Since Sirius Radio introduced a Beatles Channel in May I've been all about the Beatles...again. I say AGAIN because I was all about the Beatles when I was young and then, like almost everyone, I got over their breakup and got on with my life. But I decided that this new Beatlemania brings me back to the original question, "Why, oh why, did the Beatles breakup?" Ultimately, I have decided, that is the question people want an answer to and yet no answer is adequate because, after all, whatever the answer they never got back together.
Several years ago a married couple whom we were good friends with suddenly got a divorce. We were in shock. We didn't know anything was wrong with their marriage, yet they were unwilling to reconcile and that was it. We were devastated. It was as if we were thrown out at the same time as the divorce. Of course we looked around to blame someone for our loss and decided it was the wife's fault, since she had been unfaithful to her husband. Whoever was guilty, the relationship was over and we never had any chance at a good resolution as far as our friendship was concerned.
I tell this sad little tale just to remind myself that is what happened to most of us when the Beatles broke-up in 1970. None of us saw it coming and we weren't prepared for it. We loved all four of the Beatles but we needed to blame someone so for many people it was either Paul's fault or John's. We let our anger reside on that person and looked around for confirmation of our position. I decided that I needed to read about the Beatles to find our what I could to answer the breakup question once and for all.
When the boys returned to England, George because he was too young, Paul and Pete (their drummer) because of fighting, followed eventually by John, they played the Liverpool scene and caught the attention of Brian Epstein, who became their manager and was the one who got a recording session organized. And the rest is history.
Here are a few other things I learned as I listened to this biography:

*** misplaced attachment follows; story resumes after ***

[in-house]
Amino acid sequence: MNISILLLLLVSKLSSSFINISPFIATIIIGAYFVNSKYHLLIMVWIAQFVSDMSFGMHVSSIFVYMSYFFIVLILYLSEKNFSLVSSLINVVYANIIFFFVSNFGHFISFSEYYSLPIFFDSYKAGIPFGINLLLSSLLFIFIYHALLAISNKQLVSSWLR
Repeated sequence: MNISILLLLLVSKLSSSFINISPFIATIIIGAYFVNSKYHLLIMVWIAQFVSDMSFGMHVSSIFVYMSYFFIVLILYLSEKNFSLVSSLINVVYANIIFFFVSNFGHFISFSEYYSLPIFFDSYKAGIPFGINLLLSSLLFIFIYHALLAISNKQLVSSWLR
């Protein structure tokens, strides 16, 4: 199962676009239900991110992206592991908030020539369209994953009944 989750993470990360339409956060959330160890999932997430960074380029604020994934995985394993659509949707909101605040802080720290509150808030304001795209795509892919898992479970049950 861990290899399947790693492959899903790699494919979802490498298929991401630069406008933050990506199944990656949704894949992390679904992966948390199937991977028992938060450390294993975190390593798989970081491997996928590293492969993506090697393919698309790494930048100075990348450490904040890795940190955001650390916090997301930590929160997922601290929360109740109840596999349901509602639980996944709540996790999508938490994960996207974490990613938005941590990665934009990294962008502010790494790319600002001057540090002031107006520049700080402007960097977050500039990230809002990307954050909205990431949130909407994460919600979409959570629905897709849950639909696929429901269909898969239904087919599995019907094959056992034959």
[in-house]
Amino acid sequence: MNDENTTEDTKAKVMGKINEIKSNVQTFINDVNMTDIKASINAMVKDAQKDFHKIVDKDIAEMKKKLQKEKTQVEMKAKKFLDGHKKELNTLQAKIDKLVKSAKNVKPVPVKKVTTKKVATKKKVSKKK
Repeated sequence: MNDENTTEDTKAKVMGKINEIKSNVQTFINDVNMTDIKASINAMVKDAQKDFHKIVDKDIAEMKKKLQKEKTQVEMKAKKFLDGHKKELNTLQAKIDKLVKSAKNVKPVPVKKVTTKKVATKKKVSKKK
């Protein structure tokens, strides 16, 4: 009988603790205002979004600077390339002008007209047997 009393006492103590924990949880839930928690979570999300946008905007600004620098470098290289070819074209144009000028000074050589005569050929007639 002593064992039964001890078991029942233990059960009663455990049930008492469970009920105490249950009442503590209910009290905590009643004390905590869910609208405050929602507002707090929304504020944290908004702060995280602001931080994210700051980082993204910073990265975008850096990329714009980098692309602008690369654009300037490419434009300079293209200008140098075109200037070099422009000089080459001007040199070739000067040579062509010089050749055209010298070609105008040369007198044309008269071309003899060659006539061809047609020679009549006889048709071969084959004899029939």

- None of the boys could read music. John and Paul would write the words to their songs down on a scrap of paper and compose a tune which they would teach to George and Ringo. The producer, George Martin, of the music studio where they recorded their music was the one who wrote out the music and the orchestration. This blows me away. Such talent and yet no musical training.
- Brian Epstein was a closeted gay man and would act out on his impulses, which caused him great anguish. He also took tons of prescription pills like amphetamines. Ultimately it was these drugs that killed him on August 27, 1967. His death was probably the beginning of the unraveling of the Beatles since they tried to operate without a manager after his death placing responsibility on Paul's shoulders to keep the Fab Four together. This caused resentment
- Both John and Ringo married their first wives because of pregnancy (Cindy and Maureen), Paul dated Jane Asher for five years but they broke up due to his infidelities after they had announced their engagement. George asked his first wife, Pattie Boyd, to marry him the first day he met her, on the set of "A Hard Day's Night."
- Drug use really did play a role in The Beatles demise. They were introduced to pot by Bob Dylan in 1965, LSD by a dentist who had them over for dinner and he "spiked" their dessert with it. cocaine and uppers were common as was alcohol. John and Yoko were smoking heroin around the final year of the Beatles. I have to believe that drugs played a bigger role in the breakup than anyone wants to admit.
- Song-writing jealousy and competition played as a wedge in the relationships. Lennon, McCartney and Harrison were all composing so many songs that there is no way all of them could find a way onto an album. Lennon-McCartney, the most prolific song writing duo of all time, weren't used to sharing the limelight with Harrison. That caused resentment, obviously. In the beginning Lennon and McCartney would compose their songs face to face, working out with guitars facing each other, later on they would compose a song and then get minimal tweaks from the other.
- Paul is credited with breaking up the Beatles, but he was really the last to go. Before that Ringo had quit and then come back (during the recording of the White Album); George had walked out and had to calm down before returning; John was now with Yoko Ono who pushed her way into recording sessions, etc., had told the group he wanted a 'divorce' but was talked into staying through the release of the album. When Paul finally threw in the towel over management of the group, he was the very last to want to go. It was just a three-on-one situation at that point and he was odd man out.
Lastly I spent a little time with a graphic biography called The Beatles: All Our Yesterdays. No new ground was plowed here and I am not even sure that all the facts are reported correctly but it was fun to "see" The Beatles according to Jason Quinn's imagination. One thing I did like was the lists of special Beatles stats. For example: at one point in April 1964, they had five songs in the top five slots on the charts.
I still have one book in the wings, Sgt Pepper at Fifty. Enough on The Beatles for one night. Do you have any good books on the Fab Four that you recommend?